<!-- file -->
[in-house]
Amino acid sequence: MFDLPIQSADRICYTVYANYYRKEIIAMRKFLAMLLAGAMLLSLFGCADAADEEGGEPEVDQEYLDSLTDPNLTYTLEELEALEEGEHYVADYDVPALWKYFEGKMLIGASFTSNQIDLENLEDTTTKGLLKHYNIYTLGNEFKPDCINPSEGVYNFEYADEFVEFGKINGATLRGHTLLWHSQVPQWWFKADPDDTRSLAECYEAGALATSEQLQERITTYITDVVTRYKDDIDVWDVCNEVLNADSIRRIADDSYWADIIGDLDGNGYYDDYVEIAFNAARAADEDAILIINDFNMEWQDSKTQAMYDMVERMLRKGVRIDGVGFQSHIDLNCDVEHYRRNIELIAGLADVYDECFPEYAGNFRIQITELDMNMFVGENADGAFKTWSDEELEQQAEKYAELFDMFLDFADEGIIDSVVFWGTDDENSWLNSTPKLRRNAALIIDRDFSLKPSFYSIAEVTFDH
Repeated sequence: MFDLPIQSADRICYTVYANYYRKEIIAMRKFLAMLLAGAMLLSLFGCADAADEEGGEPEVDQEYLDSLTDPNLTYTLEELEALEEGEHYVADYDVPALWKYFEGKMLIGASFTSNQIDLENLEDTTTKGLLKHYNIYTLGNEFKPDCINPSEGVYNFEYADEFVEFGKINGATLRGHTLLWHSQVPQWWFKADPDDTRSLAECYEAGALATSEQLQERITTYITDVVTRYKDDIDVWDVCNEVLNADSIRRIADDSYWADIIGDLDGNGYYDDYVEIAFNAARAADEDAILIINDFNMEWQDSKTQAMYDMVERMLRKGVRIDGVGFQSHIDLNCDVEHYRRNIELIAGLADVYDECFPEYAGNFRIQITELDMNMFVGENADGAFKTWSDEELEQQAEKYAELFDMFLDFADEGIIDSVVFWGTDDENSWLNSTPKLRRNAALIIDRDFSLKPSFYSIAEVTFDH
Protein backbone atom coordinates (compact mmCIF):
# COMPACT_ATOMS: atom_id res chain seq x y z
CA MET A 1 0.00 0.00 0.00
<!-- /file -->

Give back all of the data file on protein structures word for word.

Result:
[in-house]
Amino acid sequence: MFDLPIQSADRICYTVYANYYRKEIIAMRKFLAMLLAGAMLLSLFGCADAADEEGGEPEVDQEYLDSLTDPNLTYTLEELEALEEGEHYVADYDVPALWKYFEGKMLIGASFTSNQIDLENLEDTTTKGLLKHYNIYTLGNEFKPDCINPSEGVYNFEYADEFVEFGKINGATLRGHTLLWHSQVPQWWFKADPDDTRSLAECYEAGALATSEQLQERITTYITDVVTRYKDDIDVWDVCNEVLNADSIRRIADDSYWADIIGDLDGNGYYDDYVEIAFNAARAADEDAILIINDFNMEWQDSKTQAMYDMVERMLRKGVRIDGVGFQSHIDLNCDVEHYRRNIELIAGLADVYDECFPEYAGNFRIQITELDMNMFVGENADGAFKTWSDEELEQQAEKYAELFDMFLDFADEGIIDSVVFWGTDDENSWLNSTPKLRRNAALIIDRDFSLKPSFYSIAEVTFDH
Repeated sequence: MFDLPIQSADRICYTVYANYYRKEIIAMRKFLAMLLAGAMLLSLFGCADAADEEGGEPEVDQEYLDSLTDPNLTYTLEELEALEEGEHYVADYDVPALWKYFEGKMLIGASFTSNQIDLENLEDTTTKGLLKHYNIYTLGNEFKPDCINPSEGVYNFEYADEFVEFGKINGATLRGHTLLWHSQVPQWWFKADPDDTRSLAECYEAGALATSEQLQERITTYITDVVTRYKDDIDVWDVCNEVLNADSIRRIADDSYWADIIGDLDGNGYYDDYVEIAFNAARAADEDAILIINDFNMEWQDSKTQAMYDMVERMLRKGVRIDGVGFQSHIDLNCDVEHYRRNIELIAGLADVYDECFPEYAGNFRIQITELDMNMFVGENADGAFKTWSDEELEQQAEKYAELFDMFLDFADEGIIDSVVFWGTDDENSWLNSTPKLRRNAALIIDRDFSLKPSFYSIAEVTFDH
Protein backbone atom coordinates (compact mmCIF):
# COMPACT_ATOMS: atom_id res chain seq x y z
CA MET A 1 0.00 0.00 0.00